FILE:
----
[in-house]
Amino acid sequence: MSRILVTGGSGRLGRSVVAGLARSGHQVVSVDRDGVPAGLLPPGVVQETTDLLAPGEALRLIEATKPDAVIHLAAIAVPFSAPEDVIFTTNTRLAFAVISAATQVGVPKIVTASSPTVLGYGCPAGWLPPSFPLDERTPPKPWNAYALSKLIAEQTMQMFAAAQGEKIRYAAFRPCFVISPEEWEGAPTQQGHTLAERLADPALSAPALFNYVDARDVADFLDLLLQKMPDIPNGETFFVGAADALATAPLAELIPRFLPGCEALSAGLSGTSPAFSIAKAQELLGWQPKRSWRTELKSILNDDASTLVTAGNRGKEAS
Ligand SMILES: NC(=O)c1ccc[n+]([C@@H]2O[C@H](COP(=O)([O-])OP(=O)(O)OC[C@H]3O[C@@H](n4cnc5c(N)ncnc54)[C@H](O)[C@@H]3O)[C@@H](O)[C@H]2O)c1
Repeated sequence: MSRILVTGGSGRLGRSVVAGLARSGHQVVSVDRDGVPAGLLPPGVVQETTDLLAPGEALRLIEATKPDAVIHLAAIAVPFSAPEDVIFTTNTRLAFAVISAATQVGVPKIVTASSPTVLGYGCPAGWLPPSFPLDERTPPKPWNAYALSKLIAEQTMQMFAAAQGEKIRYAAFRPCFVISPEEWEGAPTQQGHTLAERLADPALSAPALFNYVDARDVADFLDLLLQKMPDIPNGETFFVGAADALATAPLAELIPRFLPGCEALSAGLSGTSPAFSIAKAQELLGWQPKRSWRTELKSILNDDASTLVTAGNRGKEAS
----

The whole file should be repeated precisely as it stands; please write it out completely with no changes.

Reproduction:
[in-house]
Amino acid sequence: MSRILVTGGSGRLGRSVVAGLARSGHQVVSVDRDGVPAGLLPPGVVQETTDLLAPGEALRLIEATKPDAVIHLAAIAVPFSAPEDVIFTTNTRLAFAVISAATQVGVPKIVTASSPTVLGYGCPAGWLPPSFPLDERTPPKPWNAYALSKLIAEQTMQMFAAAQGEKIRYAAFRPCFVISPEEWEGAPTQQGHTLAERLADPALSAPALFNYVDARDVADFLDLLLQKMPDIPNGETFFVGAADALATAPLAELIPRFLPGCEALSAGLSGTSPAFSIAKAQELLGWQPKRSWRTELKSILNDDASTLVTAGNRGKEAS
Ligand SMILES: NC(=O)c1ccc[n+]([C@@H]2O[C@H](COP(=O)([O-])OP(=O)(O)OC[C@H]3O[C@@H](n4cnc5c(N)ncnc54)[C@H](O)[C@@H]3O)[C@@H](O)[C@H]2O)c1
Repeated sequence: MSRILVTGGSGRLGRSVVAGLARSGHQVVSVDRDGVPAGLLPPGVVQETTDLLAPGEALRLIEATKPDAVIHLAAIAVPFSAPEDVIFTTNTRLAFAVISAATQVGVPKIVTASSPTVLGYGCPAGWLPPSFPLDERTPPKPWNAYALSKLIAEQTMQMFAAAQGEKIRYAAFRPCFVISPEEWEGAPTQQGHTLAERLADPALSAPALFNYVDARDVADFLDLLLQKMPDIPNGETFFVGAADALATAPLAELIPRFLPGCEALSAGLSGTSPAFSIAKAQELLGWQPKRSWRTELKSILNDDASTLVTAGNRGKEAS